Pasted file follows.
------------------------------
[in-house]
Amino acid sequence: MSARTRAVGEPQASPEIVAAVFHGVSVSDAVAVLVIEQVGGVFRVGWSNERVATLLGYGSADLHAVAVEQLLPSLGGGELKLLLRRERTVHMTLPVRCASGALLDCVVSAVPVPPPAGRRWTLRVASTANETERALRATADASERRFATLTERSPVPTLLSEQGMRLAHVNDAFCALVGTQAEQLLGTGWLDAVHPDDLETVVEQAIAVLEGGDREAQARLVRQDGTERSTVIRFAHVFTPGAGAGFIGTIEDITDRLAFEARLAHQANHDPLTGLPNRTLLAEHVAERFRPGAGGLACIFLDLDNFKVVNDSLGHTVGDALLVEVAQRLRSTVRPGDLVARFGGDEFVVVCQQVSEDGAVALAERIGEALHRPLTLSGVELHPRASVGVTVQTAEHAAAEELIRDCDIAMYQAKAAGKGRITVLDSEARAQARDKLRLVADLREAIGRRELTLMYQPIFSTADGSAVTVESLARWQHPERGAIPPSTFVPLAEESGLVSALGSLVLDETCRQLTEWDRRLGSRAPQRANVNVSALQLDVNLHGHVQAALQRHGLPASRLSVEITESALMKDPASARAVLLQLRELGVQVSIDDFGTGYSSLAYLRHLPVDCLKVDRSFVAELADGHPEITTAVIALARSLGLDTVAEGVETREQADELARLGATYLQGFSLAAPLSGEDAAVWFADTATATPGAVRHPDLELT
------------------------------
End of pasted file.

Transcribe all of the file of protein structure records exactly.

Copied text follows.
[in-house]
Amino acid sequence: MSARTRAVGEPQASPEIVAAVFHGVSVSDAVAVLVIEQVGGVFRVGWSNERVATLLGYGSADLHAVAVEQLLPSLGGGELKLLLRRERTVHMTLPVRCASGALLDCVVSAVPVPPPAGRRWTLRVASTANETERALRATADASERRFATLTERSPVPTLLSEQGMRLAHVNDAFCALVGTQAEQLLGTGWLDAVHPDDLETVVEQAIAVLEGGDREAQARLVRQDGTERSTVIRFAHVFTPGAGAGFIGTIEDITDRLAFEARLAHQANHDPLTGLPNRTLLAEHVAERFRPGAGGLACIFLDLDNFKVVNDSLGHTVGDALLVEVAQRLRSTVRPGDLVARFGGDEFVVVCQQVSEDGAVALAERIGEALHRPLTLSGVELHPRASVGVTVQTAEHAAAEELIRDCDIAMYQAKAAGKGRITVLDSEARAQARDKLRLVADLREAIGRRELTLMYQPIFSTADGSAVTVESLARWQHPERGAIPPSTFVPLAEESGLVSALGSLVLDETCRQLTEWDRRLGSRAPQRANVNVSALQLDVNLHGHVQAALQRHGLPASRLSVEITESALMKDPASARAVLLQLRELGVQVSIDDFGTGYSSLAYLRHLPVDCLKVDRSFVAELADGHPEITTAVIALARSLGLDTVAEGVETREQADELARLGATYLQGFSLAAPLSGEDAAVWFADTATATPGAVRHPDLELT